Increasingly the attention on girls and women at the heart of social and economic development means that how girls are educated and what skills women bring to the workplace come to the fore. I have just returned from a remote and rural part of northern Ghana where I travelled with Sport Relief to see how the education projects they support - Voluntary Service Overseas and Afrikids, are making a difference for marginalised and vulnerable children.
Next month, as part of the Sport Relief season of programmes (I know, yawn), we lucky viewers will be treated to seeing the likes of the Dragon's Den's Theo Paphitis and some spoilt rich 'star' off Made in Chelsea quite literally slumming it with people living in 'food poverty' (whatever that is supposed to mean).
To have completed a cycle like that and have to scale Scafell Pike the day after is what makes this special. To then have to swim the width of Lake Windermere the day after that followed by another huge cycle and a full marathon to finish is what makes them truly memorable. The journey has well and truly begun alright!
Damned if they do, damned if they don't. For the last seven years I have worked with celebrities, their agents, publicists (and in some cases their mums) to coordinate their support of charitable projects. And while no-one invites condemnation like a wealthy celebrity who does nothing for charity, those who do contribute open themselves up to a whole other raft of criticism. The big difference is once you're famous, you'll be judged. Every move a celebrity makes is up for scrutiny, including the issues that concern them; their politics; their faith; and the charities they choose to support.
Millions of women in the UK earn a living by running their own business. But for women living in Zambia's overcrowded and filthy slums it's almost impossible to earn enough to feed their families, let alone start a business. Thankfully, a project called the People's Process On Housing and Poverty in Zambia (PPHPZ), which is supported by money raised through Sport Relief, is giving some of the country's poorest families the chance to change their futures.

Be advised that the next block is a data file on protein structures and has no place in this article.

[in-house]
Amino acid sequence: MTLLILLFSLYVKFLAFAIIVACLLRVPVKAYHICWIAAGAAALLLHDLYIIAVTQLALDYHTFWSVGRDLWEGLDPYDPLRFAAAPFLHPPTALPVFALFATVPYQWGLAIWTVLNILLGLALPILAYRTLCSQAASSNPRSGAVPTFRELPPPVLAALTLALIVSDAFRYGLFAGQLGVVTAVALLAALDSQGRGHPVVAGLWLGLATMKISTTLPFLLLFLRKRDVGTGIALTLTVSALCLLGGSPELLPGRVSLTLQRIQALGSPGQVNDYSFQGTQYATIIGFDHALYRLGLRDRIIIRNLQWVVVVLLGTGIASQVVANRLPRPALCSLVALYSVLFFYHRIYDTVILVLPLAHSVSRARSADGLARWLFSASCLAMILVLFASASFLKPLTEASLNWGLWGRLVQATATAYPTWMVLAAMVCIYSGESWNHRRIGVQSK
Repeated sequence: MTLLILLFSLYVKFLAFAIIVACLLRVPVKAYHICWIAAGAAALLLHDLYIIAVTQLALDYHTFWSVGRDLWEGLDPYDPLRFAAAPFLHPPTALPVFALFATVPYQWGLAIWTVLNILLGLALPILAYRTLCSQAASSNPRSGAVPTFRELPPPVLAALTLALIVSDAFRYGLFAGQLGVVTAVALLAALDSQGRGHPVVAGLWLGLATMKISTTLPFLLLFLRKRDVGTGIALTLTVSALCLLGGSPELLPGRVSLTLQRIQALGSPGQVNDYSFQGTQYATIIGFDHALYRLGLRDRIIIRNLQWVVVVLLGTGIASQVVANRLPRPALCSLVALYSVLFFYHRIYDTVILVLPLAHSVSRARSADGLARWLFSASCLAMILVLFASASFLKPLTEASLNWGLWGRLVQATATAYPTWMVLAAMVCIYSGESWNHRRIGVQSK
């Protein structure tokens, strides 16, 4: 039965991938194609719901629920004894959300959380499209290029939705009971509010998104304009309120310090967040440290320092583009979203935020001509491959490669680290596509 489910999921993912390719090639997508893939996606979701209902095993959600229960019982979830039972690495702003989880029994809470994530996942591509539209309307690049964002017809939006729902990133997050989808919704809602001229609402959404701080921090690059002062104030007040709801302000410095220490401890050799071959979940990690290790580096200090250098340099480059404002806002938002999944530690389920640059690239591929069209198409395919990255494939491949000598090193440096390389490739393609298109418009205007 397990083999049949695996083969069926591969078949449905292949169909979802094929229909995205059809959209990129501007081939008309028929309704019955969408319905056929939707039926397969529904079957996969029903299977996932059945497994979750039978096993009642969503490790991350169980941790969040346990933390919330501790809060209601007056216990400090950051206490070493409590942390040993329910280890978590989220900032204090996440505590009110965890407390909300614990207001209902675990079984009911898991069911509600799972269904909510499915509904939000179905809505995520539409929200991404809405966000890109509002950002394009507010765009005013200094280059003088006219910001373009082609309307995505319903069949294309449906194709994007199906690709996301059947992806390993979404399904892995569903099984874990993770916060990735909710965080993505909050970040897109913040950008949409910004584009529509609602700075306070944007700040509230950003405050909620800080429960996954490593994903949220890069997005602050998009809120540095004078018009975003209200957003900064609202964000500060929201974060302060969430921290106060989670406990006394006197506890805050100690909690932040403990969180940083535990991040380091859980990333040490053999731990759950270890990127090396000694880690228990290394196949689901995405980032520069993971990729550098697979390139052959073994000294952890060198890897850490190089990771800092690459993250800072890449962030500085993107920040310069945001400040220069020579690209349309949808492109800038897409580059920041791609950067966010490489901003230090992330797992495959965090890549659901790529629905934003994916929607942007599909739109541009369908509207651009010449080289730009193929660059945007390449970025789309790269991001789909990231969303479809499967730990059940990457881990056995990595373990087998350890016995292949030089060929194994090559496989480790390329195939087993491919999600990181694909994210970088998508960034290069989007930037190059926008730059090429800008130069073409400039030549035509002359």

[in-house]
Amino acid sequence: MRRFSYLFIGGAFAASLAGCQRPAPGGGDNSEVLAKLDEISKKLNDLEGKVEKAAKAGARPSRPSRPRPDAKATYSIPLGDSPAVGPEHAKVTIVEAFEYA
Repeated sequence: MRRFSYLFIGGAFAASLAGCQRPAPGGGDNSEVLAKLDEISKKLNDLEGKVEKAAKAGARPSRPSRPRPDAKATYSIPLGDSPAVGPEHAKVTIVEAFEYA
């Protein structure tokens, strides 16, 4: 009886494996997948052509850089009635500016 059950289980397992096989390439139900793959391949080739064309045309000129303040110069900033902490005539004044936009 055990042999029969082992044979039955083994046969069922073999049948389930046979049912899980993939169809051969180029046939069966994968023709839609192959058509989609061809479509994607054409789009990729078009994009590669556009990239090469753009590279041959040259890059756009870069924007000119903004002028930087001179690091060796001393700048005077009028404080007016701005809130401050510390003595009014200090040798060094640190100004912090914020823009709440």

As I listened to the 400 pupils at Kasasa Primary and Junior school on the outskirts of the Ugandan capital Kampala sing their Sanitation Anthem and do their morning hand checks, it was obvious that once tangible measures were in place for them to use, these children would be taught the importance of using them and taught it well. A combination of the humble toilet and access to clean water made possible by people taking part in Sport Relief and the UK government's decision to back them has the power to bring about long term change that can educate and empower the most vulnerable.
Sitting beside a woman in Bangladesh, watching the tears roll down her cheeks, I searched for some words of comfort. But none came. This bereaved mother, Hosna, was bravely recalling the day that her 11-year-old son, Emamul drowned in front of her very eyes. He was just playing beside a calm and still river bank when he fell in. He had no idea how to swim so, within minutes, he was gone. It goes without saying that Hosna's story is devastating. No mother should have to face the death of their child. But what I found most difficult to comprehend is that she's just one of 50 grieving mums who lose a child in this way every single day across Bangladesh alone.